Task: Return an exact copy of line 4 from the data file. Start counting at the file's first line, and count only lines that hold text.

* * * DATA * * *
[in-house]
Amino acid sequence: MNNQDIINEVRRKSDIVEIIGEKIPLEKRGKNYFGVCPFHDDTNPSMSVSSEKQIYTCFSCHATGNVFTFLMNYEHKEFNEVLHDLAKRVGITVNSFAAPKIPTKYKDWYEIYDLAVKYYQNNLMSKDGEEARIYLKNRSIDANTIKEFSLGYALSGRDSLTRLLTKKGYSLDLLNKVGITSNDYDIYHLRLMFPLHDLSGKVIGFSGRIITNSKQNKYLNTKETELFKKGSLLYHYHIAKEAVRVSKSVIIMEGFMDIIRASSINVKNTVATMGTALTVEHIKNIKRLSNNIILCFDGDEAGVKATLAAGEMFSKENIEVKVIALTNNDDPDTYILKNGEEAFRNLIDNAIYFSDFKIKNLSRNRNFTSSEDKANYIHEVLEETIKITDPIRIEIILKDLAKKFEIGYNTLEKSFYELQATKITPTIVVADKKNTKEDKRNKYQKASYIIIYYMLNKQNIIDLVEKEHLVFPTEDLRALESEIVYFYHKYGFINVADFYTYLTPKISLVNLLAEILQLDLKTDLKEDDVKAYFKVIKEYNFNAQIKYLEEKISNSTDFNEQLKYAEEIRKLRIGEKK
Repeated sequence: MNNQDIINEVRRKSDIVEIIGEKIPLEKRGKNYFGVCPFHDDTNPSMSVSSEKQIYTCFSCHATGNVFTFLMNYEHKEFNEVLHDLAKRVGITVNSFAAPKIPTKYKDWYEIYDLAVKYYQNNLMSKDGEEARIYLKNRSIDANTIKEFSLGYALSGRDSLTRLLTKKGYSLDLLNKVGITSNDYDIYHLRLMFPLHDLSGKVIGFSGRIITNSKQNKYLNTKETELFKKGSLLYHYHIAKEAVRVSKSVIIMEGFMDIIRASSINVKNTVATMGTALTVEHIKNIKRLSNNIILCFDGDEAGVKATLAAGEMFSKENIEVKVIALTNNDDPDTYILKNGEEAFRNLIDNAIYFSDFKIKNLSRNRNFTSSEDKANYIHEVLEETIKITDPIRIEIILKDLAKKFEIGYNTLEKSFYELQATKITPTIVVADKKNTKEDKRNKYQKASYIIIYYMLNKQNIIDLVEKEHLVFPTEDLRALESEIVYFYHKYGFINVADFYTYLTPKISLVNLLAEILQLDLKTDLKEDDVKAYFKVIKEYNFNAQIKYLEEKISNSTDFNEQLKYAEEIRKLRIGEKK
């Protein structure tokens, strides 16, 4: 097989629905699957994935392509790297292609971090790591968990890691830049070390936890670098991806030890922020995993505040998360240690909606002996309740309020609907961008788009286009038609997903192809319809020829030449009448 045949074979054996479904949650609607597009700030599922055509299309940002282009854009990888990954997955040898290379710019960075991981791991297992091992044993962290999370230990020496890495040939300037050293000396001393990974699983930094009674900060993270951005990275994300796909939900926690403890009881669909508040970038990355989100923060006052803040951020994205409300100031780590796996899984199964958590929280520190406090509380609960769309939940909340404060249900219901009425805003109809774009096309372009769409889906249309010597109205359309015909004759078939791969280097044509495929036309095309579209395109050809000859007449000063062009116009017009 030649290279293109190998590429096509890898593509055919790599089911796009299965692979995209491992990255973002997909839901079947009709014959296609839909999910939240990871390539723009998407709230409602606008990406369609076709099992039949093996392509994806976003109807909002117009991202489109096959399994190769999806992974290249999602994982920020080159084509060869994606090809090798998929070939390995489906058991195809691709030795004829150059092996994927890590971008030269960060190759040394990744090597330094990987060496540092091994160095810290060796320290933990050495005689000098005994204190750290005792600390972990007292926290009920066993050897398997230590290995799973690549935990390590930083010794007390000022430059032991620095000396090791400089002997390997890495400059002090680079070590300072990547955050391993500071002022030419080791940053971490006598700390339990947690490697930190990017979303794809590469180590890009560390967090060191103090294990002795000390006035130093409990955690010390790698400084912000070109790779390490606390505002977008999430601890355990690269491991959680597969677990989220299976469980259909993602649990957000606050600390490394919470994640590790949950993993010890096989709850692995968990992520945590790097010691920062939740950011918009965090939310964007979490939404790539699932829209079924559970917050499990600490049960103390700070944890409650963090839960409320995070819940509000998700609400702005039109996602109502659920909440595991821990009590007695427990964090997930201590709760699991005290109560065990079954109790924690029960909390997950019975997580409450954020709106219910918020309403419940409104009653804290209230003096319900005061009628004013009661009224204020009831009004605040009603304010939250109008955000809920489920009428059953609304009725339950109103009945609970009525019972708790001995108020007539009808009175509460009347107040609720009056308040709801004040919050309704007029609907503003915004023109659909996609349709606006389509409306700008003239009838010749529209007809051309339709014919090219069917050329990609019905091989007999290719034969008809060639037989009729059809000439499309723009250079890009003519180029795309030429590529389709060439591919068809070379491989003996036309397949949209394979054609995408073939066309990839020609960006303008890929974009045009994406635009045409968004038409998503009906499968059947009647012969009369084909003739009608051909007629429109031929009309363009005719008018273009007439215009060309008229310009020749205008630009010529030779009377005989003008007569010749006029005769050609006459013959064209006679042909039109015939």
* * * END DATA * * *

């Protein structure tokens, strides 16, 4: 097989629905699957994935392509790297292609971090790591968990890691830049070390936890670098991806030890922020995993505040998360240690909606002996309740309020609907961008788009286009038609997903192809319809020829030449009448 045949074979054996479904949650609607597009700030599922055509299309940002282009854009990888990954997955040898290379710019960075991981791991297992091992044993962290999370230990020496890495040939300037050293000396001393990974699983930094009674900060993270951005990275994300796909939900926690403890009881669909508040970038990355989100923060006052803040951020994205409300100031780590796996899984199964958590929280520190406090509380609960769309939940909340404060249900219901009425805003109809774009096309372009769409889906249309010597109205359309015909004759078939791969280097044509495929036309095309579209395109050809000859007449000063062009116009017009 030649290279293109190998590429096509890898593509055919790599089911796009299965692979995209491992990255973002997909839901079947009709014959296609839909999910939240990871390539723009998407709230409602606008990406369609076709099992039949093996392509994806976003109807909002117009991202489109096959399994190769999806992974290249999602994982920020080159084509060869994606090809090798998929070939390995489906058991195809691709030795004829150059092996994927890590971008030269960060190759040394990744090597330094990987060496540092091994160095810290060796320290933990050495005689000098005994204190750290005792600390972990007292926290009920066993050897398997230590290995799973690549935990390590930083010794007390000022430059032991620095000396090791400089002997390997890495400059002090680079070590300072990547955050391993500071002022030419080791940053971490006598700390339990947690490697930190990017979303794809590469180590890009560390967090060191103090294990002795000390006035130093409990955690010390790698400084912000070109790779390490606390505002977008999430601890355990690269491991959680597969677990989220299976469980259909993602649990957000606050600390490394919470994640590790949950993993010890096989709850692995968990992520945590790097010691920062939740950011918009965090939310964007979490939404790539699932829209079924559970917050499990600490049960103390700070944890409650963090839960409320995070819940509000998700609400702005039109996602109502659920909440595991821990009590007695427990964090997930201590709760699991005290109560065990079954109790924690029960909390997950019975997580409450954020709106219910918020309403419940409104009653804290209230003096319900005061009628004013009661009224204020009831009004605040009603304010939250109008955000809920489920009428059953609304009725339950109103009945609970009525019972708790001995108020007539009808009175509460009347107040609720009056308040709801004040919050309704007029609907503003915004023109659909996609349709606006389509409306700008003239009838010749529209007809051309339709014919090219069917050329990609019905091989007999290719034969008809060639037989009729059809000439499309723009250079890009003519180029795309030429590529389709060439591919068809070379491989003996036309397949949209394979054609995408073939066309990839020609960006303008890929974009045009994406635009045409968004038409998503009906499968059947009647012969009369084909003739009608051909007629429109031929009309363009005719008018273009007439215009060309008229310009020749205008630009010529030779009377005989003008007569010749006029005769050609006459013959064209006679042909039109015939």